Wine exports to China have dropped by 74 per cent following the imposition of tariffs, but WA-based producers are developing new opportunities.
Not long after the economic impacts of Australia’s response to COVID-19 started flowing through the system, the nation’s wine industry was dealt a further blow.
In November 2020, wine producers were hit with trade tariffs by the Chinese government of up to 200 per cent, following a major investigation that asserted dumping of and subsidies on Australian wine had caused significant damage to China’s wine industry.
The impact was immediate on the $45.5 billion industry, with further pain added when China reaffirmed the decision last March.
The federal government has referred China to the World Trade Organisation over the move, but with the tariffs potentially in place for the next five years, Australian wine producers were forced to look to other export markets.
Twelve months on, Western Australia’s wine producers are adapting to changing trade conditions by shifting their target markets, capitalising on their niche product offering and geographical advantage.
Wine Australia’s latest export report indicates total exports from WA were $49 million in the 2020-21 financial year, a drop of 20 per cent.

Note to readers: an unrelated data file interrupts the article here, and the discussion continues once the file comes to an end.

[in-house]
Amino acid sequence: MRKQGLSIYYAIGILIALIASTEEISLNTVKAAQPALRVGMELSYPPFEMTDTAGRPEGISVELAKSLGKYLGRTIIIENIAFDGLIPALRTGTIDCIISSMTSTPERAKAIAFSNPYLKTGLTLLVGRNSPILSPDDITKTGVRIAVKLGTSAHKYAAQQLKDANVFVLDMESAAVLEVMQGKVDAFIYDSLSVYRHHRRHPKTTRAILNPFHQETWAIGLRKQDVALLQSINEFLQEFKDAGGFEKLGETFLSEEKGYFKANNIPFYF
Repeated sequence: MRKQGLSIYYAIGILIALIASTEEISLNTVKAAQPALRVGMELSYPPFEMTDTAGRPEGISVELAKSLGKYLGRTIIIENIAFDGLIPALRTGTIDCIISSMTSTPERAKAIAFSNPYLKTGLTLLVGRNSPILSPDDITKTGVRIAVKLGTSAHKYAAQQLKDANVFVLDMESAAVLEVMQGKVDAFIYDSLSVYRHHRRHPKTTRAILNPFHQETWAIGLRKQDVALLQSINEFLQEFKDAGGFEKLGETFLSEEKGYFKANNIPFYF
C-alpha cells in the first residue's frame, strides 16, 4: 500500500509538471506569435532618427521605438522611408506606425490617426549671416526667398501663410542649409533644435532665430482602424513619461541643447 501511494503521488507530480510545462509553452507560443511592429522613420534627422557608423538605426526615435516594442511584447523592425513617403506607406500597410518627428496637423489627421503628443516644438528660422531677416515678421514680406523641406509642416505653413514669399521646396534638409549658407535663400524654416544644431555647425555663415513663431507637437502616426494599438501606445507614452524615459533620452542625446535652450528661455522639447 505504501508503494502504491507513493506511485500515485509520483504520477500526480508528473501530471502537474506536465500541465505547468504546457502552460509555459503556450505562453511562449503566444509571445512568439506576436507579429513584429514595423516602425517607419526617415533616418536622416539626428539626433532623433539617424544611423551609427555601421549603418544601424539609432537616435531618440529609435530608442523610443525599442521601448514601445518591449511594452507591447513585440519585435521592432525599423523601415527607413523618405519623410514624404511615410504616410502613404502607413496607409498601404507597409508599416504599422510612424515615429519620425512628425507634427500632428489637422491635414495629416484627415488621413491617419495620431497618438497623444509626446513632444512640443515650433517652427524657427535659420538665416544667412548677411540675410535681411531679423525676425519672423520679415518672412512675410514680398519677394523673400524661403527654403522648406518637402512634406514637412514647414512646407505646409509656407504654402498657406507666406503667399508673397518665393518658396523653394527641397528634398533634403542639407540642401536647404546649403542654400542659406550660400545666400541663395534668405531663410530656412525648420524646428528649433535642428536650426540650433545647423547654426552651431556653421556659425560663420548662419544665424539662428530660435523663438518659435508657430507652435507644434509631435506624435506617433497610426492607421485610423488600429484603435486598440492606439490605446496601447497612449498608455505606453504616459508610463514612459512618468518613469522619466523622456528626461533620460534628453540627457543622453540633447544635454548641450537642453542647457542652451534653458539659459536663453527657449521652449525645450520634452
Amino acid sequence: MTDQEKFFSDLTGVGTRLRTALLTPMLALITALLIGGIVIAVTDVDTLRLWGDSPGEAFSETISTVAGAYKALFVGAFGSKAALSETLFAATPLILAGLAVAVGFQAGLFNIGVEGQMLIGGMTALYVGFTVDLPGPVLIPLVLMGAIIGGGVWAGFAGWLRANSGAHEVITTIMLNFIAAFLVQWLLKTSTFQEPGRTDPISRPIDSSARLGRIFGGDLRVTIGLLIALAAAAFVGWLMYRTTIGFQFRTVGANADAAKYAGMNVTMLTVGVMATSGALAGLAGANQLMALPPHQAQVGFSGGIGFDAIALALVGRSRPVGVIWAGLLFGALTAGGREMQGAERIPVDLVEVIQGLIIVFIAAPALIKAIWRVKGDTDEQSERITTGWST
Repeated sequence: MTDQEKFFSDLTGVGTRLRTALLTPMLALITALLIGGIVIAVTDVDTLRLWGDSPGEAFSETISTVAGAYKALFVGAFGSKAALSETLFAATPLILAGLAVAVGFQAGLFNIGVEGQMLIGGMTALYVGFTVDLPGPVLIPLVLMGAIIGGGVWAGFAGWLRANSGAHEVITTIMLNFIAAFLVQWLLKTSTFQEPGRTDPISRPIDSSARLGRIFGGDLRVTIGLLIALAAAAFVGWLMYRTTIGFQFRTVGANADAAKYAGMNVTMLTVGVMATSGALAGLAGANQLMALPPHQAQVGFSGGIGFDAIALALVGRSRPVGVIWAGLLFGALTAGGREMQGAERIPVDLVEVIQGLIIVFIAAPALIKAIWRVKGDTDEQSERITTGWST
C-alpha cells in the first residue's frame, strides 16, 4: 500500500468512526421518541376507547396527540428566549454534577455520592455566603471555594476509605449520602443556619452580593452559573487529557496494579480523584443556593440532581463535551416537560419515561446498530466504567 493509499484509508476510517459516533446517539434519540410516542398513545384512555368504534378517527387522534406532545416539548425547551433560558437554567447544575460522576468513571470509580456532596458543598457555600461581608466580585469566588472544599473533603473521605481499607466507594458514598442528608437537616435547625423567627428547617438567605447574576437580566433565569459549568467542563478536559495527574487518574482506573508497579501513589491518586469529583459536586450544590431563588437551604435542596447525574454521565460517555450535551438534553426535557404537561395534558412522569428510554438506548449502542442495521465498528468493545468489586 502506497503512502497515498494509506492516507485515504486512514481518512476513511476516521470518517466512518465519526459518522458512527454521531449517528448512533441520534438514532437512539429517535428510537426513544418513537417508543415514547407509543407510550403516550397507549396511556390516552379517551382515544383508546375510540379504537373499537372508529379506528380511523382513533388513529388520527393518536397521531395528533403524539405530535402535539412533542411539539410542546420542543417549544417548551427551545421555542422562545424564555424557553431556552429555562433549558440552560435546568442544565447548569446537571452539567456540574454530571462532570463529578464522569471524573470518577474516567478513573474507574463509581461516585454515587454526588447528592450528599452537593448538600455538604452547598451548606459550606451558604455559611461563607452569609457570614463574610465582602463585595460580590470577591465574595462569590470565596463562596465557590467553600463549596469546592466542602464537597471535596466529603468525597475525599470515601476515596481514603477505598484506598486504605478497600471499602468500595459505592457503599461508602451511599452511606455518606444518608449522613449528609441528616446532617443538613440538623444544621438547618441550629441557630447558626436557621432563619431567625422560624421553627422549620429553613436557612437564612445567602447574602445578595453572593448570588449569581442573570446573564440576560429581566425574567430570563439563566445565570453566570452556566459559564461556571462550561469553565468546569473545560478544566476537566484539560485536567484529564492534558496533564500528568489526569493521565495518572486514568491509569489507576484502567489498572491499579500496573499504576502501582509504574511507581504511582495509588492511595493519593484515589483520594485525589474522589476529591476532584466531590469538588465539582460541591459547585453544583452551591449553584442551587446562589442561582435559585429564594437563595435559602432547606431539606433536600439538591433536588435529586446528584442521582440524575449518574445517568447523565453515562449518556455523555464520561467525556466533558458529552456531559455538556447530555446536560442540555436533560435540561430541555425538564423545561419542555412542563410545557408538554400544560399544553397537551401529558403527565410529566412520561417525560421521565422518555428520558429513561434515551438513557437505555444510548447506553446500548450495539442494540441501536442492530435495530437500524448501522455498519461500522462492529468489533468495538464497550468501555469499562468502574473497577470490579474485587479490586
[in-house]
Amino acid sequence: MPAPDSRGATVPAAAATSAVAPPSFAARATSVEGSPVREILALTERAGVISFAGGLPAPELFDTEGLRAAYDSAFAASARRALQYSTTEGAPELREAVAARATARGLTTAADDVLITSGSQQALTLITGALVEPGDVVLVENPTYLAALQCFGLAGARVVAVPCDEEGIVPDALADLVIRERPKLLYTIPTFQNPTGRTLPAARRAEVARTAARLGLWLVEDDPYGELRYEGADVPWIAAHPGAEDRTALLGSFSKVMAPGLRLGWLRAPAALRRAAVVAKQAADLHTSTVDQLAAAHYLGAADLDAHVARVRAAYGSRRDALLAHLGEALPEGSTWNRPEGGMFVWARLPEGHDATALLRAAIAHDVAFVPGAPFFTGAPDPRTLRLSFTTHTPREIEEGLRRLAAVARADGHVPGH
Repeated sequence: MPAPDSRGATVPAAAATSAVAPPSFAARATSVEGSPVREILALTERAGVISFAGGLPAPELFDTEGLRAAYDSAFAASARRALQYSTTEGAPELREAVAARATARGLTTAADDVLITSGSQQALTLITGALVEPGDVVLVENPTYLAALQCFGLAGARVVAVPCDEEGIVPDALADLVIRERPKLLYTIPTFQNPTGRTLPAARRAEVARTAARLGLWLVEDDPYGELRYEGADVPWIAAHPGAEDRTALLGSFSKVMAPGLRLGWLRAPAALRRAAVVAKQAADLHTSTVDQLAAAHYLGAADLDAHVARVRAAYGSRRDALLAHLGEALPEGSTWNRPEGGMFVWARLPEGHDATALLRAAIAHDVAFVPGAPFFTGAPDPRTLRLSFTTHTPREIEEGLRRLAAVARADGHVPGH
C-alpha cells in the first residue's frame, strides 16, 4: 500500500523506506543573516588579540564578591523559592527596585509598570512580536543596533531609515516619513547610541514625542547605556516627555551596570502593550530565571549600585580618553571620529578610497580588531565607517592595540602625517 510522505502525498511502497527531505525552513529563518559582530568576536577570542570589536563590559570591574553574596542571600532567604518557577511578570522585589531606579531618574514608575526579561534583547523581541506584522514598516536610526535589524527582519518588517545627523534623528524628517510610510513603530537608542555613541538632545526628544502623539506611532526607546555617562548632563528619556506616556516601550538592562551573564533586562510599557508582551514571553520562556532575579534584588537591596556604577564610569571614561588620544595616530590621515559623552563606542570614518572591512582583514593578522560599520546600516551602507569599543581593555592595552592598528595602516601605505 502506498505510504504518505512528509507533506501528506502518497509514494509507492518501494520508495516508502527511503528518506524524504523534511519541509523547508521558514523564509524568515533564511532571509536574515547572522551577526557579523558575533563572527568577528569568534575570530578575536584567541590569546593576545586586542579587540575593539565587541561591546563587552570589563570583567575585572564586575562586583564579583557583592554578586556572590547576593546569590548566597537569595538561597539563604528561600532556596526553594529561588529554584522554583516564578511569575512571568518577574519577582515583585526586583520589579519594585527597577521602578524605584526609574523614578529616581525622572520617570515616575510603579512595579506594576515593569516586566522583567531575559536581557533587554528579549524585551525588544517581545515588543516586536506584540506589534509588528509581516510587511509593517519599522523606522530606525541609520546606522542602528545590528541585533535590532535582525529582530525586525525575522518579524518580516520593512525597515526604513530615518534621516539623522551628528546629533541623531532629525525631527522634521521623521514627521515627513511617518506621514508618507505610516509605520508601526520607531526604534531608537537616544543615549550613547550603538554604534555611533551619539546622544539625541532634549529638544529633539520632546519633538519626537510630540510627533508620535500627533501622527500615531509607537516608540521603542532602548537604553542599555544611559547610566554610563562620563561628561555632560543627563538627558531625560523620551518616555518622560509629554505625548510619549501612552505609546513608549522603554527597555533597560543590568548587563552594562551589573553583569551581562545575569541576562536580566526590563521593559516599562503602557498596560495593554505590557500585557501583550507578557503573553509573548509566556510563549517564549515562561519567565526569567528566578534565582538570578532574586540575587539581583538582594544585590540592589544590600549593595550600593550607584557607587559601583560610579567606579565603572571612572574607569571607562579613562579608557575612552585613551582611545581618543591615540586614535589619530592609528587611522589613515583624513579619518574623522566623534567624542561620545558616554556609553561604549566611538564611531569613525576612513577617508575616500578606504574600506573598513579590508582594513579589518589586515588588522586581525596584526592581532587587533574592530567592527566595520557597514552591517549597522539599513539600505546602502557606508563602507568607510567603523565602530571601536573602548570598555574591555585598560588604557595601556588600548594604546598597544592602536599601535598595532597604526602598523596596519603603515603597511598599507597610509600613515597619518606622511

While WA wine exports to China were down 74 per cent to $4.7 million, exports to the UK, which is now the state’s biggest market, rose 31 per cent to $6.7 million.
Sales to other parts of Europe also increased substantially, with exports to France up 877 per cent to $1.3 million, Sweden up 489 per cent, and Denmark up 107 per cent.
Exports to other key Asian markets also lifted, with sales to Hong Kong up 20 per cent to $2.3 million, South Korea 90 per cent and Malaysia up 38 per cent.
Among the producers hardest hit initially was one of Australia’s largest wine exporters, Treasury Wine Estates, the owner of Margaret River-based brands Devil’s Lair and Fifth Leg and maker of the Penfolds premium label wines.
Treasury revealed its profits had tumbled by 23.5 per cent in its half-year results, but its latest financial report paints a more optimistic picture of the future.
Despite the backdrop of external disruption and loss of more than $77 million in exports to China over the past year, the company managed to record earnings of $510 million (in line with those reported last year).
A spokesperson from Treasury told Business News that result was achieved through the implementation of a response plan to the China tariffs and the pursuit of key markets outside China to sustain its growth, including Hong Kong, Singapore, Malaysia, and Thailand.
The industry is yet to produce a disaggregated figure regarding the cost to the Australian wine industry for the loss of trade with China, but the latest report by the Australian Bureau of Agricultural and Resource Economics and Sciences suggests that, by 2025, exports will still be 40 per cent down on pre-tariff levels
Australian Grape and Wine chief executive Tony Battaglene stood by that figure but told Business News WA was likely to fare much better than other states because of its geographical location and its niche offering.